1997 Asian Financial Crisis and Hyundai Motor Corp

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Hyundai Motor Company-Beijing Automotive
Joint Venture Case Study

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Topics in Emerging Markets
Prof. Mei
April 9, 2003

Michael Cheng- mpc238@stern.nyu.edu
Richard Lee- rl392@stern.nyu.edu
Kevin Park- kgp203@stern.nyu.edu

Table of Contents:

Executive Summary: 3 Case Study:
Introduction: 4
Case Background: 5
Hyundai Motor Corp Background & History: 6 South Korean Macro Study:
Economic Background: 7
Social Climate: 9
Political Condition: 10
China Macro Study:
Overview: 12
China and the WTO: 13
Korean Foreign Direct Investments in China: 14
Current Chinese Automotive Industry: 15
China’s Automotive Industry Outlook: 16
Asian Financial Crisis:
Summary: 17
Recovery: 18
Hyundai Motor Corp Financial Analysis:
Introduction: 20
Detailed Financial Analysis: 21
Equity Valuation: 24
Conclusion: 24
Case Solution:
Project Valuation: 25
Input Descriptions: 25
Conclusion: 27
Exhibits:
Hyundai Motor Corp Financial Statements 29
Bibliography: 32
Executive Summary:

In this case study, we will examine the probability of success of Hyundai’s new joint venture with Beijing Automotive in China. On February 5, 2002, Hyundai announced a 50-50 venture to set up a production facility in China. The joint venture plant to be set up in Beijing will initially produce 100,000 units of Sonatas and Elantras, then gradually increase to 200,000 units by 2005 and will cost an estimated $250 million. If the venture is a success within these years, then Hyundai will invest an additional $1.1 billion to increase production to 500,000 by 2010’s year-end.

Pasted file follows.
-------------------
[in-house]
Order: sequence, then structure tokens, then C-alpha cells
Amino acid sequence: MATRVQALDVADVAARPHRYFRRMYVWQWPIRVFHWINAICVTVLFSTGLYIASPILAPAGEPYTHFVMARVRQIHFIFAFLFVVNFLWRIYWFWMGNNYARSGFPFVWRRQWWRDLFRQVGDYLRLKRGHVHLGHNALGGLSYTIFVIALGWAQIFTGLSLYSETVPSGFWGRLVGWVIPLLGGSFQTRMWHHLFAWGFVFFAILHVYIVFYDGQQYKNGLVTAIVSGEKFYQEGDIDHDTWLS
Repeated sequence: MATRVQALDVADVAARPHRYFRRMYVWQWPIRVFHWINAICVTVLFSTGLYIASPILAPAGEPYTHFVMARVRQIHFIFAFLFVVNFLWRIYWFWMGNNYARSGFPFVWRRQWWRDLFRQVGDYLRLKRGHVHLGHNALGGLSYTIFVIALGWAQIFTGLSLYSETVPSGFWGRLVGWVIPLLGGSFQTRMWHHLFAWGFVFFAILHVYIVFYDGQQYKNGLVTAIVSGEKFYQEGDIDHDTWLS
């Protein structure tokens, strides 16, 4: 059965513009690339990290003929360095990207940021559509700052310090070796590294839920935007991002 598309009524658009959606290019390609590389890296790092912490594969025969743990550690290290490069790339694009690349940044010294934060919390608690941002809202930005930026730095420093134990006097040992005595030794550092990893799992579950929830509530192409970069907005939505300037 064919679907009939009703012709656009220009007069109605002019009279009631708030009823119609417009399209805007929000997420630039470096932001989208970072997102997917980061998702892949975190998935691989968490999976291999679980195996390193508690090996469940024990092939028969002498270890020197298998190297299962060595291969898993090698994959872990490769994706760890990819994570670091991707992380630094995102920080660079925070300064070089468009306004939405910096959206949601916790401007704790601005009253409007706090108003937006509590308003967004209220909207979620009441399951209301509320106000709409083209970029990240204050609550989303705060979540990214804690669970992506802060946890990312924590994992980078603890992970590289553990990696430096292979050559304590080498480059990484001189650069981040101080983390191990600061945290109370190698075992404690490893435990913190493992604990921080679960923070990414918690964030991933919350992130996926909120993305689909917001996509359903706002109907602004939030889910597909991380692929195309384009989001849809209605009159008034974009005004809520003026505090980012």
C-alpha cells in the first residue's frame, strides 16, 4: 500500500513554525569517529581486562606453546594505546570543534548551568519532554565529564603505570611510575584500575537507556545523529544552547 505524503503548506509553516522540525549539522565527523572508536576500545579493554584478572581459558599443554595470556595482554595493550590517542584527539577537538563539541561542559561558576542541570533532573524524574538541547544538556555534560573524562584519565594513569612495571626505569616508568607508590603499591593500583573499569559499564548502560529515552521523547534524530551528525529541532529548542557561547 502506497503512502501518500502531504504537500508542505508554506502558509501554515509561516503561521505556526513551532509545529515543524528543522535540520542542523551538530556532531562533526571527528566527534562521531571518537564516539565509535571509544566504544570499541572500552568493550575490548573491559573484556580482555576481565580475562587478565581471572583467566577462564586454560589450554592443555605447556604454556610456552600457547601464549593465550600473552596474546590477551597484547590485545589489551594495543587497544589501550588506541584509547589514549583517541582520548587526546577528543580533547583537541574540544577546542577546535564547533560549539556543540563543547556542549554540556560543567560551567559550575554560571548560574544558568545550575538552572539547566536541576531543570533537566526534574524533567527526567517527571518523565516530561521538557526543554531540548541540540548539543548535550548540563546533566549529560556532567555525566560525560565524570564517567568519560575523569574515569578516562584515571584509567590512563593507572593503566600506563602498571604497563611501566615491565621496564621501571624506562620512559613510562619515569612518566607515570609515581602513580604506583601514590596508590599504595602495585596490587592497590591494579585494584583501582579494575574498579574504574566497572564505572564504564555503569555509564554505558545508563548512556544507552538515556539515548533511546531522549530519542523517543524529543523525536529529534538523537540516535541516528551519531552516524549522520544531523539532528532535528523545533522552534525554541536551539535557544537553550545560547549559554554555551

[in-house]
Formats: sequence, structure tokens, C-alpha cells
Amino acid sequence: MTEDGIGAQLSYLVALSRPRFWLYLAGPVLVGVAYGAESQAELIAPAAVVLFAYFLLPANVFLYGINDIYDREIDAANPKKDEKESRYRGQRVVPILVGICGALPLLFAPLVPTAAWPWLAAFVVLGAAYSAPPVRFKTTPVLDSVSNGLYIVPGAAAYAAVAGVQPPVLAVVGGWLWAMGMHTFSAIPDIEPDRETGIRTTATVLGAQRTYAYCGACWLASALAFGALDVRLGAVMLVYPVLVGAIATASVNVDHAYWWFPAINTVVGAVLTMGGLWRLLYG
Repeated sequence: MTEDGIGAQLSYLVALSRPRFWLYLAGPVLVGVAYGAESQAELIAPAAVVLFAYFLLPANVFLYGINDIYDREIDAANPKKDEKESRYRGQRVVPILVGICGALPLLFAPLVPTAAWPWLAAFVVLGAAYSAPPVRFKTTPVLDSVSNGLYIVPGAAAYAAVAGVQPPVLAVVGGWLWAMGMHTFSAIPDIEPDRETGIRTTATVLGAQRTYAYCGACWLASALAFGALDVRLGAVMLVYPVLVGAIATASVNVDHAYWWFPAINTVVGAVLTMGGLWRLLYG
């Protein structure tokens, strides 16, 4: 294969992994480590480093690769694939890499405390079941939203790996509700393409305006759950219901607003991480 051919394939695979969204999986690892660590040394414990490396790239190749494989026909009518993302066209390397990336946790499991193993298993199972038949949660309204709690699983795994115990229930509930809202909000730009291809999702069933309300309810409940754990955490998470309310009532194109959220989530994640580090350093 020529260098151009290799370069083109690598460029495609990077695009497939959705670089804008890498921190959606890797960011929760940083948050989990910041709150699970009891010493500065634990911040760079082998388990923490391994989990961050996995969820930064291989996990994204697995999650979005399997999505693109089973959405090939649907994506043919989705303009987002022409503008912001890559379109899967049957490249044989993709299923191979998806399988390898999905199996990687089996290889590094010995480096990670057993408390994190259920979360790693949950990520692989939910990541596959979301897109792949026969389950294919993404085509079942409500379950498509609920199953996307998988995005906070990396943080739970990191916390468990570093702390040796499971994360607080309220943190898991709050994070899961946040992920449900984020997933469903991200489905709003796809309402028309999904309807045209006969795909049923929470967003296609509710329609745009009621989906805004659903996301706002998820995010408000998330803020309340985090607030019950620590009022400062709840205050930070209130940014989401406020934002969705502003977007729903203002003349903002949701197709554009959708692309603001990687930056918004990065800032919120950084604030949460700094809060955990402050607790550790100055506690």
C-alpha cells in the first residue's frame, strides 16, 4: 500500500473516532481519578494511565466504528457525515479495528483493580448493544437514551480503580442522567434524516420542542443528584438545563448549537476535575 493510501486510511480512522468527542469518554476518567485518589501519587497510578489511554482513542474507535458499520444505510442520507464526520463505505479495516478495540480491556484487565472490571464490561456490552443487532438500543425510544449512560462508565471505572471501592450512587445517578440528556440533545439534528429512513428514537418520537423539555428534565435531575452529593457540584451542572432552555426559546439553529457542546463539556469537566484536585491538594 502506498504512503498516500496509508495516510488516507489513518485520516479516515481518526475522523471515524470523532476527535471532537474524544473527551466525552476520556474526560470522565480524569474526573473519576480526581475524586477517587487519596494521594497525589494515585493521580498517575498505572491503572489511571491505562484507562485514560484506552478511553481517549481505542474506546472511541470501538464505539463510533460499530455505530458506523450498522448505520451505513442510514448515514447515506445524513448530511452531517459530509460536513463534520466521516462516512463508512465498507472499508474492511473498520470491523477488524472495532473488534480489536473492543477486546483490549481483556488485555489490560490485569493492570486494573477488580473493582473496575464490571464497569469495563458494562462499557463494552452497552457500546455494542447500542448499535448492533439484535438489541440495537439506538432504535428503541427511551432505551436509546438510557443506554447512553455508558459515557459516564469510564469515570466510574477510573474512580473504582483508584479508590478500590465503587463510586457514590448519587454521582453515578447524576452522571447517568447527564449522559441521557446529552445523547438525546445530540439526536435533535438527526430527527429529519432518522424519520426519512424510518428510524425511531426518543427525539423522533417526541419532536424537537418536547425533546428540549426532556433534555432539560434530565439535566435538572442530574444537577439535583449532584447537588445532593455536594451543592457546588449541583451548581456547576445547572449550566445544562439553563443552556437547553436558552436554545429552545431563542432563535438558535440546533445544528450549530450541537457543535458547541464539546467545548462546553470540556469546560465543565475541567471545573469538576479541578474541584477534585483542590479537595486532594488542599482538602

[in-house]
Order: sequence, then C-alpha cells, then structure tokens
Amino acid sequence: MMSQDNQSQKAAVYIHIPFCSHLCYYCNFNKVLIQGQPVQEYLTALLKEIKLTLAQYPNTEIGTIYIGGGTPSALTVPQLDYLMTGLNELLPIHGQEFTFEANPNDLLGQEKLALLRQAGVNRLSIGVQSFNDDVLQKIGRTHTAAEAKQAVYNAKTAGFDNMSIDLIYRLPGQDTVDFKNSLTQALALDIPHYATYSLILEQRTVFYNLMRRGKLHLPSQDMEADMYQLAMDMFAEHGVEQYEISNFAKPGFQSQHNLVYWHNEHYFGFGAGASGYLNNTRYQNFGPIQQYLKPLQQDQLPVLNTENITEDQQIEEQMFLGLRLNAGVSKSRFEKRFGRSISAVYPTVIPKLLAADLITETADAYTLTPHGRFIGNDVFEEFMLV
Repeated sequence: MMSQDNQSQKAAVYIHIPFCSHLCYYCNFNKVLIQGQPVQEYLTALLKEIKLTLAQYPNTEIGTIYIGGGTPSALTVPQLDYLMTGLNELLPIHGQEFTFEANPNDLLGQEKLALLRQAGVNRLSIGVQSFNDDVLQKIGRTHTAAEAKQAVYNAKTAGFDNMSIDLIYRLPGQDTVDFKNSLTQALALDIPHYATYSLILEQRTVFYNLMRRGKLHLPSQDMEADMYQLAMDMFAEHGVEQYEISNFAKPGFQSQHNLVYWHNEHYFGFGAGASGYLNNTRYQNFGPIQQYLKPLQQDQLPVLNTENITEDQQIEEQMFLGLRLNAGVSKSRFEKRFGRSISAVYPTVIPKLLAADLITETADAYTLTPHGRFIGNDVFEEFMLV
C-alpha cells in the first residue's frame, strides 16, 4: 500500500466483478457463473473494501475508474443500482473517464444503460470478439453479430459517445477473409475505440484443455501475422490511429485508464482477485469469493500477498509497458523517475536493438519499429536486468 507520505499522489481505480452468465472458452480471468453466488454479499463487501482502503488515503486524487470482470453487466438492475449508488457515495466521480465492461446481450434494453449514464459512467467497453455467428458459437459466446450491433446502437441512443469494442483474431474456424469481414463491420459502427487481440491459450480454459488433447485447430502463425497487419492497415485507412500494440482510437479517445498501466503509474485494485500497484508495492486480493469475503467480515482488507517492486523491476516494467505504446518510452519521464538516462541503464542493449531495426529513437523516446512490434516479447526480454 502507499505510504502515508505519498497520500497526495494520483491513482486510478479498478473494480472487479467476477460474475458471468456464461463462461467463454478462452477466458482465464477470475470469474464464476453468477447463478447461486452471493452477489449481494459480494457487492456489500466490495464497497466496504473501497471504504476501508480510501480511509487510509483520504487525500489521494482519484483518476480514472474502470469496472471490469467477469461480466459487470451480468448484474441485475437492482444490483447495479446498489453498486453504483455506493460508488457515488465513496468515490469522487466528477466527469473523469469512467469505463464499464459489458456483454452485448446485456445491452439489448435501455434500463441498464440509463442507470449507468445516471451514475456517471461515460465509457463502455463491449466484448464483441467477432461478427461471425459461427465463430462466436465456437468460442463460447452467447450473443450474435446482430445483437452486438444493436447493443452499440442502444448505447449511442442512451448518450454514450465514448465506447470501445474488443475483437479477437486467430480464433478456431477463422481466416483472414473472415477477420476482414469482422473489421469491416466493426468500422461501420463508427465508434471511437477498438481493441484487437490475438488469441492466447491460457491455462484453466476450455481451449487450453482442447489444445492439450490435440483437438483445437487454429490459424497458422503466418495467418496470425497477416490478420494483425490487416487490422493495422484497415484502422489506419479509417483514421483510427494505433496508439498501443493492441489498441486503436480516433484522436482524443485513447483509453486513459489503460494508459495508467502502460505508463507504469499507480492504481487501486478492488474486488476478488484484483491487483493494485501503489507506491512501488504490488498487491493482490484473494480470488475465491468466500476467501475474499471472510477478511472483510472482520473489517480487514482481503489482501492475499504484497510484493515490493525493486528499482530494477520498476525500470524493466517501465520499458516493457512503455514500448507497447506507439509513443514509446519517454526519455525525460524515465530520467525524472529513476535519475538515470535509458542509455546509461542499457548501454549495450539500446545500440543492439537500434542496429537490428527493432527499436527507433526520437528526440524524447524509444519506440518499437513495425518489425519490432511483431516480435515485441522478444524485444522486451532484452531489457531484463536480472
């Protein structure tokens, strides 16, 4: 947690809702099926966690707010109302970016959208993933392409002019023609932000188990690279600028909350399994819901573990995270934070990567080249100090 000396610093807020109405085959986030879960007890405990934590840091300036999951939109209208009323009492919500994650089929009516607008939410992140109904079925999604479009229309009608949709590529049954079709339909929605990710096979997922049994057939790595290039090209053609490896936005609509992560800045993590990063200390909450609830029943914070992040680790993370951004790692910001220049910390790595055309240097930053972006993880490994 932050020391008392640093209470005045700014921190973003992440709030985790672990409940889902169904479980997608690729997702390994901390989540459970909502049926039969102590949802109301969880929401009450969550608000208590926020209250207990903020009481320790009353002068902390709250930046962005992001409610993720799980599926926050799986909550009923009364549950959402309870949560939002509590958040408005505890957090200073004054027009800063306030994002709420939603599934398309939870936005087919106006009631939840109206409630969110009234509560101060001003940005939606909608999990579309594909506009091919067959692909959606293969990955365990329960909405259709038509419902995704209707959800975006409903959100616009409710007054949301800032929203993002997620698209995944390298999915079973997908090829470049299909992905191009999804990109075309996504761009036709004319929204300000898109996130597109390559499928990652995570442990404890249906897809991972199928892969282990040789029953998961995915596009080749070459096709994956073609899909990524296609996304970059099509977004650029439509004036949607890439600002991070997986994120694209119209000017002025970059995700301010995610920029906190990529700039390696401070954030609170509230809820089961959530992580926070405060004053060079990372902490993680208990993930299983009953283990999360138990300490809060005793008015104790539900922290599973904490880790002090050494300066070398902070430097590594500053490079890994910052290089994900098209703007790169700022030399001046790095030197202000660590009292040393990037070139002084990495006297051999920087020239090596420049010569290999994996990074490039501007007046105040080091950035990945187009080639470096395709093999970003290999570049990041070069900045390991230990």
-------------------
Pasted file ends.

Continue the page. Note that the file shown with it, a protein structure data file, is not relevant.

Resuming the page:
Hyundai, established in 1967, has come along way from its humble beginnings. Riding the wave of South Korea’s economic growth in the past three decades, Hyundai has become a global player in the automotive industry. In 25 years, Hyundai grew from producing a few hundred cars per year, to exporting cumulative shipments of over 5.5 million units. As such, it is imperative that Hyundai strives to continue to expand and diversify in other countries, namely, emerging markets. Attributing to this growth are joint ventures with other automotive manufacturers.

We believe that there is tremendous opportunity to be realized in these strengthening Asian economies; China is one of the leaders in receiving foreign direct investments in the world, and this is a strong testament to its economic potential in the near future. This case will introduce students to two of the strongest emerging markets and will explore the automotive relationship between Korea and China. Our hope is that students will recognize this potential and take advantage of it as they embark on their professional careers.

Hyundai Motor Corp Case Study:
Building a Car Manufacturing Plant in Beijing

Introduction:

Towards the end of a monthly board meeting, Richard Lee, CEO of Hyundai Motor Co., leaned over the table towards his CFO, Guan Woo Park, and asked, “Do you think we should invest the projected $1.1 billion in 2005 in our newly-constructed manufacturing plant in China to boost production to our desired 500,000 units per year by 2010?” Mr. Park confidently replied, “Let me get a team together and run the numbers, and I will have my recommendation on your table in no time at all.” “Ok, get to work on that, and have a...
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